This week marks the final print copy of NME, once the engine of the hype and heat around the music industry. But its narrow musical focus in its later years doomed it to irrelevance
- News: NME to close print edition after 66 years
On one hand, the demise of NME’s print edition seems inevitable. For all the title’s loud touting of its increased circulation figures since it became a freesheet in September 2015 – they were apparently better than they had been since 1964 – the paper was an irrelevant shadow of its former self.
The kind of things about NME that had once been hot topics had long ceased to be discussed, even within the music industry. Who was on its cover that week? Who was it hyping as the new saviour of rock’n’roll? Which unfortunate had been dealt a kicking in the reviews section by one of its bolshy star writers? If it was mentioned at all, it was in tones of bafflement and pity.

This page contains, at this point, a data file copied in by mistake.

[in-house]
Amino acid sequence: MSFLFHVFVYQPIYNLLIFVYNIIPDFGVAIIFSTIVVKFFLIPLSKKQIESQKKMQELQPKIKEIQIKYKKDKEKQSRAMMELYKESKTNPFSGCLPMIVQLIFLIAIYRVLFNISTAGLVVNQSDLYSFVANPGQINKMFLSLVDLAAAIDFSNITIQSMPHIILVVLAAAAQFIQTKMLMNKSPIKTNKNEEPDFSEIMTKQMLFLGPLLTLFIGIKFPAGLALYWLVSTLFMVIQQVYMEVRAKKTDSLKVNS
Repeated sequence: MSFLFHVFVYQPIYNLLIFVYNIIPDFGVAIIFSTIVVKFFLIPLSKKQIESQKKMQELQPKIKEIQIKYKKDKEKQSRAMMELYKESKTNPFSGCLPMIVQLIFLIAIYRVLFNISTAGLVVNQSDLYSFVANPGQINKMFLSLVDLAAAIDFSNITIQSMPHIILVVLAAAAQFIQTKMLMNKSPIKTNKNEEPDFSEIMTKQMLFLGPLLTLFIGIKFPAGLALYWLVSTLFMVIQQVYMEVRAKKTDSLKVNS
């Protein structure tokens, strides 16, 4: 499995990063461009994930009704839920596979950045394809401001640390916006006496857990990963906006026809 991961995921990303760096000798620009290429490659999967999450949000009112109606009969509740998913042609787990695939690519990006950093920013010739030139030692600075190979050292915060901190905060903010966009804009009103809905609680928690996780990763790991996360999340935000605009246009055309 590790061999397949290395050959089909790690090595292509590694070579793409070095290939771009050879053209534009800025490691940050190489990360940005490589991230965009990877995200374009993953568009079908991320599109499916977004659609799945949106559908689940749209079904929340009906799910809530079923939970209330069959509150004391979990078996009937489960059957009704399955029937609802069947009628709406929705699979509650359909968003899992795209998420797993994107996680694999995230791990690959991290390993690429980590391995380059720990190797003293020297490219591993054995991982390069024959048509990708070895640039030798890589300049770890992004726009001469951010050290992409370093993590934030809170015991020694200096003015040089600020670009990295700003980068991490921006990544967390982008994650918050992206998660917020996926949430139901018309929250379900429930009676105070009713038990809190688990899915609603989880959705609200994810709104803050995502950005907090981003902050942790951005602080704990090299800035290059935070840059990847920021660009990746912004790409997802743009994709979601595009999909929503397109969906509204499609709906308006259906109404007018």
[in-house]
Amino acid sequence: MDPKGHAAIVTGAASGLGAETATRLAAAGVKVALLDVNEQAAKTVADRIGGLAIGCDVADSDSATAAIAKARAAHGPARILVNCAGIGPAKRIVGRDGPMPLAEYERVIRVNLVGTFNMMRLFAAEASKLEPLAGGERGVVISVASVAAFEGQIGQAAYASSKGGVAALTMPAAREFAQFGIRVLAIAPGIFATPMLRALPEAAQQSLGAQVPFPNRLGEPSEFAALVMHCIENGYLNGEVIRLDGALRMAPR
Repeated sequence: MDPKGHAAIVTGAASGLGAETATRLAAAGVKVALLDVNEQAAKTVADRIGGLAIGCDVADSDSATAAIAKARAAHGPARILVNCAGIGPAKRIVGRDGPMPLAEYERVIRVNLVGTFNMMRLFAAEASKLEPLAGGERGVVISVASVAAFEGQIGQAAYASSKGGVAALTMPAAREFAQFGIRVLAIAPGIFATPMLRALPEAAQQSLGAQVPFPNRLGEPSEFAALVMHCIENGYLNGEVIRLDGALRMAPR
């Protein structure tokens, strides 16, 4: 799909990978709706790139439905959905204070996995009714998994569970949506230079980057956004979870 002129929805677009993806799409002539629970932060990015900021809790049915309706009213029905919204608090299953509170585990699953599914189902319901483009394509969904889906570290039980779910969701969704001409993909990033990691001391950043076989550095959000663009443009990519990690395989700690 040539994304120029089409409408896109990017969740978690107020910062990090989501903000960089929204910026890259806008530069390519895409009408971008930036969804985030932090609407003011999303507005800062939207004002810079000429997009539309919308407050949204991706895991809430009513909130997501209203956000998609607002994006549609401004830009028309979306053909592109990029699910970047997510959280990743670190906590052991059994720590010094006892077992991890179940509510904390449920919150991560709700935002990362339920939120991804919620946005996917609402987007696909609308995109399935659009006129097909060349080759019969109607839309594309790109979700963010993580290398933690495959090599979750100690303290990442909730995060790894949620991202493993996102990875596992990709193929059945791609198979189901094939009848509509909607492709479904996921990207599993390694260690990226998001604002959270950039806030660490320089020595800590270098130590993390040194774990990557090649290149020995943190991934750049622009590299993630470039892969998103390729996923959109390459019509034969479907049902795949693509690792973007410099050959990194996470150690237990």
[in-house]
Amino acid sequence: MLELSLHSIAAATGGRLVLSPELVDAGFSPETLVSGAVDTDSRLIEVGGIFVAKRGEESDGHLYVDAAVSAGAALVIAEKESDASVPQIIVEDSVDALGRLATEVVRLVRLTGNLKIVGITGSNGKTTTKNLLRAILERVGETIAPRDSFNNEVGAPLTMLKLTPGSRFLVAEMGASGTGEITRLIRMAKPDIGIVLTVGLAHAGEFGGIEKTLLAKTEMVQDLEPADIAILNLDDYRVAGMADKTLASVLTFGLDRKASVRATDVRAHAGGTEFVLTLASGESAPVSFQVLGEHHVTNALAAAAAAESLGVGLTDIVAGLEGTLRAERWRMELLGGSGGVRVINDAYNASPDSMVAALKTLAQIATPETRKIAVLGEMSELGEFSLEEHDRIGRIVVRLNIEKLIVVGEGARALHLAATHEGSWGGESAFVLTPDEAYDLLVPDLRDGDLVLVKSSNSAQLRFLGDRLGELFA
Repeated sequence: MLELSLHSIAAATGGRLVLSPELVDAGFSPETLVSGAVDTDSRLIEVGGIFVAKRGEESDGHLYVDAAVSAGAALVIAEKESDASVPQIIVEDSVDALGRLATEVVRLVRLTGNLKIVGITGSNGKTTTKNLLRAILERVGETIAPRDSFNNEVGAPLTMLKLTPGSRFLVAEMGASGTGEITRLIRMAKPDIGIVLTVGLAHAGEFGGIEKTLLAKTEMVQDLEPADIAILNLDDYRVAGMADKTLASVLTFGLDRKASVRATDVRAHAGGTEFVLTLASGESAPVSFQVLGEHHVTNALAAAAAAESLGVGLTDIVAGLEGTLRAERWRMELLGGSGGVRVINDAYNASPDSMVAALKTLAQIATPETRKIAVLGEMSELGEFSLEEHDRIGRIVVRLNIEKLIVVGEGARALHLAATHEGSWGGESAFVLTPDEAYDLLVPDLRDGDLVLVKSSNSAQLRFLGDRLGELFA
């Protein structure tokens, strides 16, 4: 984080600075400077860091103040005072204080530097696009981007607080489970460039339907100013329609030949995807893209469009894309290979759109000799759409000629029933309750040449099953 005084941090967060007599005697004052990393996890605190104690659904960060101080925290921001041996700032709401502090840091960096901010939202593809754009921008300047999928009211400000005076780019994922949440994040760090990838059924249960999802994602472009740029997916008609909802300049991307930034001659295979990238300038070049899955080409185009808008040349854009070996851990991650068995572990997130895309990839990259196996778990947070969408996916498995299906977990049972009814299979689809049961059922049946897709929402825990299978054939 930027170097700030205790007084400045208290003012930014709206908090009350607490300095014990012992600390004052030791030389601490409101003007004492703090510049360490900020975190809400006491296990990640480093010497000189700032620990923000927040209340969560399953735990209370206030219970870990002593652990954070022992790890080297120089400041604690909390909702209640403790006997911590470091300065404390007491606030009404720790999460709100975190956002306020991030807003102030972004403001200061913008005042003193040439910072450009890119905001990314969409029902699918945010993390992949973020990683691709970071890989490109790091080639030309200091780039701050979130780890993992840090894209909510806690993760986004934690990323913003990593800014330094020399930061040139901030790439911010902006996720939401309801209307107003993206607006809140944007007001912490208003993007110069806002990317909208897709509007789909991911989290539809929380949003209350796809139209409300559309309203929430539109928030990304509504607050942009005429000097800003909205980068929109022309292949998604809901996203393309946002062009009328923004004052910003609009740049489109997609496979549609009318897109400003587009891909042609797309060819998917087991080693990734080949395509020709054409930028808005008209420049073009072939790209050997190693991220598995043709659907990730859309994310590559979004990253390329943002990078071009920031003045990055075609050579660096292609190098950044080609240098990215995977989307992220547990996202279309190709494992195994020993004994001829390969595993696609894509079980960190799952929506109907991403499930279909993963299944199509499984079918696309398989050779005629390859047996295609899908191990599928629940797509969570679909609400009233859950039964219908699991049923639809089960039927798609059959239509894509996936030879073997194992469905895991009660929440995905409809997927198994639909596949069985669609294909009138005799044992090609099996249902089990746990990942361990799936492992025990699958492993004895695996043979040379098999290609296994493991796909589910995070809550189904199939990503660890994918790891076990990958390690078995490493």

The last big furore NME caused wasn’t over an album it had slagged off, nor a sacred cow it had taken to task in an interview, nor a band it had praised to the point that said band was clearly doomed, incapable of fulfilling the expectations heaped on their shoulders. It was when its online wing inexplicably ran the news story: “M&S to stop selling £2.50 vegan ‘cauliflower steaks’ following complaints.” You didn’t have to be one of those misty-eyed nostalgics for the paper’s glory days, ever ready to trot out the impossibly well-worn stories about Nick Kent’s testicles hanging out of his leather pants or Julie Burchill and Tony Parsons putting barbed wire round their area of the office – stories we’re going to be given umpteen opportunities to enjoy yet again in the coming days – to think this was a terribly depressing way for NME to go out.